Friday, May 3, 2013


So the other night after the movies, I ran into a woman I know who had brain surgery around the same time I did, a little over three years ago. It was like meeting a fellow member of a secret club.

We moved to a place where we could talk and catch up, and though her operation was more serious and the impact more serious we shared a lot. One of the things it was a relief to share with her was our common experience of people being tired of hearing us bring up our brain operations or using them as an explanation (or excuse in other's minds I'd guess, and our own sometimes), like they want us to get over it already.

And along with that, people often say they experience the same thing we're experiencing when we can't think of the right word, or use the wrong one, or just get things wrong, when we know from the before/after experience that what we used to feel in our minds when we couldn't remember the word we were searching for and what often happens now when our minds just go completely blank for a moment or longer are distinctly different.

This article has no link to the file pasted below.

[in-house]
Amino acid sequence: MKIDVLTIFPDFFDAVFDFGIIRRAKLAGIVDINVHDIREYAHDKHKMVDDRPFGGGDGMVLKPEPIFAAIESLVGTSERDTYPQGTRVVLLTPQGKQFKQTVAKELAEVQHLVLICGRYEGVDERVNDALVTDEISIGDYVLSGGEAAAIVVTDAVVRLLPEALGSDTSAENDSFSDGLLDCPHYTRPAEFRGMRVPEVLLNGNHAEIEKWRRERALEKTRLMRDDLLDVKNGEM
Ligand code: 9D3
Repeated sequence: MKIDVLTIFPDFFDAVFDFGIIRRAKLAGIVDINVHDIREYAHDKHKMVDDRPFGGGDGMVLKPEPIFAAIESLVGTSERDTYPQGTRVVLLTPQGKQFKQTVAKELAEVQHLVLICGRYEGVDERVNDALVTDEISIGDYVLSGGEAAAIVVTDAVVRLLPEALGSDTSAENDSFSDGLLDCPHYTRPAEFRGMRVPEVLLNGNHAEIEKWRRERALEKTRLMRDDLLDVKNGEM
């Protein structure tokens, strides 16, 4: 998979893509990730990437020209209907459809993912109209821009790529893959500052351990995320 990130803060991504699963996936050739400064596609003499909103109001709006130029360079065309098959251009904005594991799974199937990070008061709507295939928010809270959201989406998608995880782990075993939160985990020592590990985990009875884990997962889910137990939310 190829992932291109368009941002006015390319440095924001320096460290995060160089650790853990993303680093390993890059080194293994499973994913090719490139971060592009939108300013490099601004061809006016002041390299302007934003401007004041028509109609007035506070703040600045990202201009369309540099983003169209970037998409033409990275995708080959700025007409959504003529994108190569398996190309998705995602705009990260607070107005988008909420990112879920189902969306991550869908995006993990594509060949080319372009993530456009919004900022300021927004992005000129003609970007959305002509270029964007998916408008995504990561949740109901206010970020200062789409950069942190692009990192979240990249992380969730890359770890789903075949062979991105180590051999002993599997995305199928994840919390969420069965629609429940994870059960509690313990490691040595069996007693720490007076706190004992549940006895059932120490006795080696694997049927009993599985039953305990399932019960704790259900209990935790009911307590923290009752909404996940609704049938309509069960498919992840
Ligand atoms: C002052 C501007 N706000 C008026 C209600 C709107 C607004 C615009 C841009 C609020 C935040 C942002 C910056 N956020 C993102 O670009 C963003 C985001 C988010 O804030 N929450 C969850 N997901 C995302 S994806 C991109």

There was more, the little quirky individualized things we experienced that we hadn't before (my most famous was not finding Meryl Streep a woman I would ever feel attracted to before the operation and still after it, except whenever I see her on TV since the op and stop to watch, in which case I get all gooey feeling like a kid with a crush or a young man with spring fever)

Anyway, it was nice to talk about these things with someone understands. As I suspect it always is with any trait or experience or common history etc.


JenW said...

Michael-Consider this: Many people are not tired of hearing your brain operation excuses/explanations. The post op changes that are significant to you just don't compare to the miraculous recovery your family and friends have witnessed. You may have to forgive them for not being sensitive to your losses. It's because they are so grateful you are alive and well following such a delicate procedure. It's good you have a friend to chat with, who's been through it too.
Jen (daughter of a Brain Op Club Member)

Lally said...

Thanks Jen, as always.